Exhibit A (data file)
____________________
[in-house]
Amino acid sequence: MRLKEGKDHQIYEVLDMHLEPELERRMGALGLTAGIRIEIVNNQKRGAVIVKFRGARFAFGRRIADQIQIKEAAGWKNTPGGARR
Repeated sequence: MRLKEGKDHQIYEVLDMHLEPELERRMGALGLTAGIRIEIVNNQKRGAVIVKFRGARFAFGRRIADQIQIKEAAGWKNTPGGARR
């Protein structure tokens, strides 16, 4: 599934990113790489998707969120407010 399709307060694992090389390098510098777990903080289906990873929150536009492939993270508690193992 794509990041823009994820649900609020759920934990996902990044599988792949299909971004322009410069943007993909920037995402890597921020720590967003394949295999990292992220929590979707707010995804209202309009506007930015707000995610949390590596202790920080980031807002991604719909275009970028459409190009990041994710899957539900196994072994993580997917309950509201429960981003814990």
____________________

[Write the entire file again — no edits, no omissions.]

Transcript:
[in-house]
Amino acid sequence: MRLKEGKDHQIYEVLDMHLEPELERRMGALGLTAGIRIEIVNNQKRGAVIVKFRGARFAFGRRIADQIQIKEAAGWKNTPGGARR
Repeated sequence: MRLKEGKDHQIYEVLDMHLEPELERRMGALGLTAGIRIEIVNNQKRGAVIVKFRGARFAFGRRIADQIQIKEAAGWKNTPGGARR
């Protein structure tokens, strides 16, 4: 599934990113790489998707969120407010 399709307060694992090389390098510098777990903080289906990873929150536009492939993270508690193992 794509990041823009994820649900609020759920934990996902990044599988792949299909971004322009410069943007993909920037995402890597921020720590967003394949295999990292992220929590979707707010995804209202309009506007930015707000995610949390590596202790920080980031807002991604719909275009970028459409190009990041994710899957539900196994072994993580997917309950509201429960981003814990």